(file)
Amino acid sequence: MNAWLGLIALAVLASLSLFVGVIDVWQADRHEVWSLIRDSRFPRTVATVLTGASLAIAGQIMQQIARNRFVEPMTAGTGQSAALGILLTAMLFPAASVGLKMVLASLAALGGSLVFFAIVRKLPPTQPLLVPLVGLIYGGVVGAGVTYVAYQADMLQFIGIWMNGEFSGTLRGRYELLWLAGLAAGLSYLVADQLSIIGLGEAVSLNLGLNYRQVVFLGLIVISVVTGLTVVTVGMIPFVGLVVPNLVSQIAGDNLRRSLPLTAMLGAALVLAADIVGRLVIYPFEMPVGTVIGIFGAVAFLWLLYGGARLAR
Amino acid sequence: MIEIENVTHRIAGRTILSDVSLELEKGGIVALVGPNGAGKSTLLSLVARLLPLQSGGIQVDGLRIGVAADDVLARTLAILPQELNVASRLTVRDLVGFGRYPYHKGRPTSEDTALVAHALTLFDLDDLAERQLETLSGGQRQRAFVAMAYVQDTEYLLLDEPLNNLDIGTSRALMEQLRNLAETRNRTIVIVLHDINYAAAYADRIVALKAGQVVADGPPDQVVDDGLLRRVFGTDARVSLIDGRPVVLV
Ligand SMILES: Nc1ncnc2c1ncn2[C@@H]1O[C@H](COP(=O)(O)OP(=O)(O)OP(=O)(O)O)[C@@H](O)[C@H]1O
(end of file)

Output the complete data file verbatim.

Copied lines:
Amino acid sequence: MNAWLGLIALAVLASLSLFVGVIDVWQADRHEVWSLIRDSRFPRTVATVLTGASLAIAGQIMQQIARNRFVEPMTAGTGQSAALGILLTAMLFPAASVGLKMVLASLAALGGSLVFFAIVRKLPPTQPLLVPLVGLIYGGVVGAGVTYVAYQADMLQFIGIWMNGEFSGTLRGRYELLWLAGLAAGLSYLVADQLSIIGLGEAVSLNLGLNYRQVVFLGLIVISVVTGLTVVTVGMIPFVGLVVPNLVSQIAGDNLRRSLPLTAMLGAALVLAADIVGRLVIYPFEMPVGTVIGIFGAVAFLWLLYGGARLAR
Amino acid sequence: MIEIENVTHRIAGRTILSDVSLELEKGGIVALVGPNGAGKSTLLSLVARLLPLQSGGIQVDGLRIGVAADDVLARTLAILPQELNVASRLTVRDLVGFGRYPYHKGRPTSEDTALVAHALTLFDLDDLAERQLETLSGGQRQRAFVAMAYVQDTEYLLLDEPLNNLDIGTSRALMEQLRNLAETRNRTIVIVLHDINYAAAYADRIVALKAGQVVADGPPDQVVDDGLLRRVFGTDARVSLIDGRPVVLV
Ligand SMILES: Nc1ncnc2c1ncn2[C@@H]1O[C@H](COP(=O)(O)OP(=O)(O)OP(=O)(O)O)[C@@H](O)[C@H]1O